Where are all the female bosses?

Is it me or has there been a flurry of females being appointed in top roles recently?

Lately, every time I look at LinkedIn or the business press I seem to see an article about the appointment of a female in a prominent role. Alison Rose as the new CEO of RBS is perhaps the most notable example from the past few months.

On the face of it, you could see the news of women taking top roles as a step in the right direction – and about time too.

The more cynical amongst us might question why a women being appointed in a senior role is newsworthy at all – shouldn’t it be par for the course?

We’re all for women being appointed in senior roles – in fact it’s something we’ve long championed and been keen to support, act and speak out on.

But it’s important that women are being promoted for the right reasons – not just for PR purposes or to fulfil quotas.

Questions have been raised as to how genuine the wave of recent senior female appointments actually are, with some businesses being accused of using one or two high profile senior hires as a smokescreen for what’s really going on behind the scenes in terms of both equality of pay and the proportioning of senior roles.

A report by Cranfield University found that female directors keep their jobs for a shorter time and are less likely to be promoted than men. The average tenure for female executive directors on FTSE 100 boards is 3.3 years, compared to 6.6 years for male directors. The study suggested that some companies have been making senior female appointments for symbolic value; as a means of ticking a box rather than wanting to make genuine change.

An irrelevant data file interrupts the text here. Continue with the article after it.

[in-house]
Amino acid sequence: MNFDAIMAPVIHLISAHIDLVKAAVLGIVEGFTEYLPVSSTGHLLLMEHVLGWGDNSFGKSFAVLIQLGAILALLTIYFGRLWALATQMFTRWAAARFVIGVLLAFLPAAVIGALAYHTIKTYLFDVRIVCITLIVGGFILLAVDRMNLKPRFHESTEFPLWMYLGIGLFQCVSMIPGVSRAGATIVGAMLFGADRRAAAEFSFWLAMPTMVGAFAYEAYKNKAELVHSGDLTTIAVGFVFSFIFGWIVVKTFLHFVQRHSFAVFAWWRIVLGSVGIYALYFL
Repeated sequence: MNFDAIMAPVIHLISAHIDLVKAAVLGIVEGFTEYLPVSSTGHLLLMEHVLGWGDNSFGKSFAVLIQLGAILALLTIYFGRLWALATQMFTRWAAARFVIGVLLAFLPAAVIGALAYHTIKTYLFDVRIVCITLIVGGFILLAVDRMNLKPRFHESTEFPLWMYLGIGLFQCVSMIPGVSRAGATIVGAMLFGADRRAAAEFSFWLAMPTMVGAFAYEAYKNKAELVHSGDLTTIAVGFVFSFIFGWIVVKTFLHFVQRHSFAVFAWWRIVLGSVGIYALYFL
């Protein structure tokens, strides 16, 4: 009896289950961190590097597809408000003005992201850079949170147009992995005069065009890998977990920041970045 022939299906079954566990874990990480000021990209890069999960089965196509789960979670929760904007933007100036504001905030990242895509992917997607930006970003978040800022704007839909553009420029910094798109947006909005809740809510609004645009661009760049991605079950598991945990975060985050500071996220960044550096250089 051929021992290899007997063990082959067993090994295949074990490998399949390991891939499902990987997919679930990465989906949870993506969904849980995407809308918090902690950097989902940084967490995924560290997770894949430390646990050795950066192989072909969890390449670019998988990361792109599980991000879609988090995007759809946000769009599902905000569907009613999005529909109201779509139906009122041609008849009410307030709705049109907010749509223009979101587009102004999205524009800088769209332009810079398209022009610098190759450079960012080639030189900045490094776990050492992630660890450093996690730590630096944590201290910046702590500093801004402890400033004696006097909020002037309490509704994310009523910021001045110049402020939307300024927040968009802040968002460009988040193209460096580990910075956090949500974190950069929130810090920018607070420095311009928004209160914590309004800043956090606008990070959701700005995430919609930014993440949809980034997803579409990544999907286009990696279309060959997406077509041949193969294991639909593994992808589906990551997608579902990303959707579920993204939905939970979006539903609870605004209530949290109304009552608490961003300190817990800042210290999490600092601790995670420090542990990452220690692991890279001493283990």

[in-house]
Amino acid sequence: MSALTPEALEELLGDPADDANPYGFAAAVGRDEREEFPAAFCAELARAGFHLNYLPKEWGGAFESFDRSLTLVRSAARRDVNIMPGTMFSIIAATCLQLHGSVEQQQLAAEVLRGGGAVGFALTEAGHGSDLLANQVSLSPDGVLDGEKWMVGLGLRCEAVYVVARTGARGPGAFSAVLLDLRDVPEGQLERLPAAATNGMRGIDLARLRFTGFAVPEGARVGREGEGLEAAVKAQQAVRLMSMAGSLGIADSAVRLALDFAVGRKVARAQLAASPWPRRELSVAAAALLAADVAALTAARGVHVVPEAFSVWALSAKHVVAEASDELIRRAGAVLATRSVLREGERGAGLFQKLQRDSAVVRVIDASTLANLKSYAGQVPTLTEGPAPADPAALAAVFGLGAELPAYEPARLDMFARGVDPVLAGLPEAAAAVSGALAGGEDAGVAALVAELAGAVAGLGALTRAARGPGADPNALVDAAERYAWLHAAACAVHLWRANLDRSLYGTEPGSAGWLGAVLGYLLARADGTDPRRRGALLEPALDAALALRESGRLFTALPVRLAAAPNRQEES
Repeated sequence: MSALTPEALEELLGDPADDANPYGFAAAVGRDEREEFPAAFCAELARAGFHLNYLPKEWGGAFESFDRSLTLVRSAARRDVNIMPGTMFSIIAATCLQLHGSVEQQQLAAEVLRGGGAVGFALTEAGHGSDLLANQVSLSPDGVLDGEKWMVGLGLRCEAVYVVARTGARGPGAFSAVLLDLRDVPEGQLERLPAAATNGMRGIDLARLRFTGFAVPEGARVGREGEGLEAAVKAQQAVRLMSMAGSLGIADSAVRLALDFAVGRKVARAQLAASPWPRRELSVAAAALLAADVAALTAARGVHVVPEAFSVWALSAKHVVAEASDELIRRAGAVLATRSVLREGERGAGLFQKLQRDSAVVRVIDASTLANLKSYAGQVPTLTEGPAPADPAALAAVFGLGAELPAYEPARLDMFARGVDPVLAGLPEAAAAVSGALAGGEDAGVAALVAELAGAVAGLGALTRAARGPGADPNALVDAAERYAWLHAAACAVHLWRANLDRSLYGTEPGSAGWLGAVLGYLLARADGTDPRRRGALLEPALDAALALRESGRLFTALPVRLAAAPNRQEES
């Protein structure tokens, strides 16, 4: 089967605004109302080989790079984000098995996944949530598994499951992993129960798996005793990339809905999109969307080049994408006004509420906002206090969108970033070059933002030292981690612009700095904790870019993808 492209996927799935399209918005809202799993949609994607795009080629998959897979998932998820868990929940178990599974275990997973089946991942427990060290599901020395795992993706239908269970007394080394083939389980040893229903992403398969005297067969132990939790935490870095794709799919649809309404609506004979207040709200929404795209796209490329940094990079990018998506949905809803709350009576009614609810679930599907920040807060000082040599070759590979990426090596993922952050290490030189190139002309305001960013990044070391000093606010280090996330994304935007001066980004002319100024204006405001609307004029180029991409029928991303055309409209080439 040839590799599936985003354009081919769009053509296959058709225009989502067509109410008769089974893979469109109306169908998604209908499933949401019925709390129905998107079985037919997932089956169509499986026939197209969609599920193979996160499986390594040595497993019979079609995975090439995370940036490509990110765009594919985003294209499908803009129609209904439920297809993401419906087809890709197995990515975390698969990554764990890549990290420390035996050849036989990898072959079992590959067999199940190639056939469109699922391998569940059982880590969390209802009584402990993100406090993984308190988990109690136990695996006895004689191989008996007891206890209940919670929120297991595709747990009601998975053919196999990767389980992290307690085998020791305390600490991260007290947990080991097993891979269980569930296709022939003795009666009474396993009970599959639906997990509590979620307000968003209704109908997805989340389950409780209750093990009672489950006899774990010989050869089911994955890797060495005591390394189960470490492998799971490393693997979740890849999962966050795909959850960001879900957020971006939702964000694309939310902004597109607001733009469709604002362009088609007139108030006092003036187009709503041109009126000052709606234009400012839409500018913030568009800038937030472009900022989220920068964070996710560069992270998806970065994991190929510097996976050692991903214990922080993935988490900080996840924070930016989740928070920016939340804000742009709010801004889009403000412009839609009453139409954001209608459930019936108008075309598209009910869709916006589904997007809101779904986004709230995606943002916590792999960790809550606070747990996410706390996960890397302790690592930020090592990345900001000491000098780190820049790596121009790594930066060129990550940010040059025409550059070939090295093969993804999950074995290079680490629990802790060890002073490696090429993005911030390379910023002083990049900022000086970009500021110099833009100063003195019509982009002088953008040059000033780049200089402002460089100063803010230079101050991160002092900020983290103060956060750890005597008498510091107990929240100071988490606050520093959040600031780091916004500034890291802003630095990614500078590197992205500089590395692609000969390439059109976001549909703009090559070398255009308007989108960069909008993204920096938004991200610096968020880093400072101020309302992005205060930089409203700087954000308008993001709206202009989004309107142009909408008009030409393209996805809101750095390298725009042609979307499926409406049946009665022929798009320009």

Just because there have been a flurry of high profile senior female appointments, it doesn’t mean things have changed. Although women now make up 32% of FTSE 100 directors – up from 29% a year ago and therefore on tract to meet the government’s target of 33%, looking beyond the published headline figures is revealing…

Currently, only 6% of FTSE 100 companies have women CEOs, and female bosses are on average paid £300,000 less than their male counterparts.

Women can and do bring many qualities to a board. This is something we’ve seen first-hand with our Addidi Angels programme – which was the first all-female investment club in the UK. There is also a wealth of research and evidence out there that makes the case for females on boards. Just this month, new research found that executive committees with over 25% of females on them yielded profit margins almost three times higher than firms with all-male executives.

One of my hopes when I see news of a female senior appointment is that a step-change will be signalled in that organisation – perhaps even that industry. By being in positions where they can truly have a say on what goes on in an organisation will hopefully pave the way for other women to rise through the ranks.